London Rules by Mick Herron – I am a massive fan of the SLOUGH HOUSE SERIES anyway and this latest instalment is another hilarious and sharply plotted affair about MI5’s embarrassments and how they are each trying to deal with the fallout from the previous book.

The Seven Deaths Of Evelyn Hardcastle by Stuart Turton – is a brilliantly plotted mash-up of QUANTUM LEAP, GROUNDHOG DAY and Golden Age Detective fiction that kept me thinking long after I finished it.



The 57 Bus: A True Story Of Two Teenagers And The Crime That Changed Their Lives by Dashka Slater – is an astounding non-fiction book about a real-life crime that looks at both victim and perpetrator with huge empathy and respect.

My To Read Pile for 2019 stands at a horrifying 570 (for reference, I started 2018 with 416).  I am going to cut down what I add to it during this year because I need to get it under control – I’m already almost out of shelf space and am reduced to piling them up around the house.  Anyway, full list is behind the cut for those interested and if there’s anything you specifically recommend then let me know and I’ll move it up the list.

Thank you again for reading and best wishes to you all for 2019.

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2017 In Books And Onwards To 2018

I don’t tend to do much “normal” blogging on this site because I figure it’s easier to just keep it to reviews but also because, if I’m being honest, I’m not convinced anyone’s really interested in reading my blathering on.  However, I’ve seen a number of book reviewers whose blogs I follow do a 2017 round up and thought it might be interesting to do the same.

I  had set myself a target of reading 150 books in 2017 and actually managed 152 – the most I’ve ever read in a single year.  The full list is here if anyone’s interested in checking it out.  The vast majority of books have been thrillers (58 of my reviews in total) – mainly because one of my “things” (I don’t do resolutions) for 2018 is to try and write a thriller of my own.  I wanted to read more non-fiction in 2017 and I succeeded in that (24 books read – so almost 16%) and I have found that very beneficial – exposing me to new ideas, theories and bits of information that I’d never normally have been drawn to and, at times discovering that sometimes the truth is indeed more fascinating and stranger than fiction.  Of the books I read, 76 were by female writers (so 50%) and 16 by writers of colour (so about 10.5%) – those aren’t bad statistics, but I’m aware that I can improve on that – particularly for writers of colour as I really need to read more diversely.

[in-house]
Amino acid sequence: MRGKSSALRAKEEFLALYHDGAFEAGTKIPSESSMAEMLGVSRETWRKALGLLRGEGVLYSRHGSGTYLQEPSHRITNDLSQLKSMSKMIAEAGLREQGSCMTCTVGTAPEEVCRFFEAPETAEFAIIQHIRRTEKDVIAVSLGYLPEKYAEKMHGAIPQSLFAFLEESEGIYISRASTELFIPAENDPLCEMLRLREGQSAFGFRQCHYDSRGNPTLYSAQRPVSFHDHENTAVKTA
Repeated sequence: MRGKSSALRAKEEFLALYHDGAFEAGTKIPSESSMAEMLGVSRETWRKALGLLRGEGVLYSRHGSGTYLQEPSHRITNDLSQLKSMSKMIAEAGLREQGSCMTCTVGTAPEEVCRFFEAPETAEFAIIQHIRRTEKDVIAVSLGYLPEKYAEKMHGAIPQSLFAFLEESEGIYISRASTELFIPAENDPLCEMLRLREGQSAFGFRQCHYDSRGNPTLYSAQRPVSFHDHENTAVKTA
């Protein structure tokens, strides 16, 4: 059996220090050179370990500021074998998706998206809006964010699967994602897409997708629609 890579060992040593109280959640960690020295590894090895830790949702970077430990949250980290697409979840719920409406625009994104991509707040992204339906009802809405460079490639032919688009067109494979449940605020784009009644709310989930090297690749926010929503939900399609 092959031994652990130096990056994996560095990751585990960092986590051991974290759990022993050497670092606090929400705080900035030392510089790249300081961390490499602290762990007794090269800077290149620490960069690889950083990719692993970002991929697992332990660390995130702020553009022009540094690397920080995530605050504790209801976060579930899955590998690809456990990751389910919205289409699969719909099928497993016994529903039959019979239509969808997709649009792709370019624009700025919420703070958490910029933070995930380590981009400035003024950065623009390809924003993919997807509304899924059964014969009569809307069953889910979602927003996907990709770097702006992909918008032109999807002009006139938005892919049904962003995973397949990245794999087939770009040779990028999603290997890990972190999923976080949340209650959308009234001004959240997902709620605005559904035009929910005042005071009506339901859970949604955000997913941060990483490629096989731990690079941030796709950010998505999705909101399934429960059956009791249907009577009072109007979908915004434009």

I’ve been very fortunate to benefit from being a member of the Amazon Vine Programme (119 of the books I read came courtesy of that) but I’ve also benefited from the kind folk at Faber & Faber, Scholastic, Shrine Bell, Simon & Schuster and Walker Books.  Many thanks to the PR and marketing people at all of them for thinking of me.

There’s a lot of on-line rumour about what Amazon is going to do with the UK Vine programme going forward (indeed 2017 was dogged by rumours that it was about to end at any moment).  I can’t complain if it does – I have had a very good run there and am grateful for the opportunities it’s given me – plus, it may well be better for me if it does finish because I have a massive To Read Pile for 2018 that I really need to make some inroads on (I’m not even joking about that – I’ve hidden the list behind a jump cut because it’s at the point where I’m quite ashamed about how out of control it is).

I moved my blog to WordPress from Livejournal at the end of 2017 (with a complete back up of my posts sitting on my Dreamwidth account) and didn’t really expect to get much in the way of traction.  This has always been a personal review blog that reflects whatever I want to read at a particular time so it’s a bit of a pot pourri of genres and markets when the trend in book blogging seems to be to focus on one or two particular genres.  Plus I don’t do scheduled review posts – fitting them in during my spare time so there may be a week between some posts and sometimes there’ll be several posts on the same day.  Anyway, I’ve been surprised and very pleased to see that a number of people have got enough of an interest in it to follow so hello and thank you to all 29 of you who have subscribed and another hello and thank you to the 1,664 visitors who have checked out the site at some point during 2017.  Many thanks as well to those who have taken the time to comment.

In terms of my favourite books of 2017, I’ve set out the ones I rated the most highly below:

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An All New And Shiny Review Blog

Thanks to Livejournal opting to locate its servers to Russia, I’ve decided to move the review blog that I’ve been running since January 2006 to WordPress and Dreamwidth.

The original LJ blog with all the links and master lists can still be found on Livejournal at or alternatively at Dreamwidth on Quippe.  Due to issues with trying to import my LJ to WordPress, I’ll be updating on Dreamwidth and cross-posting here.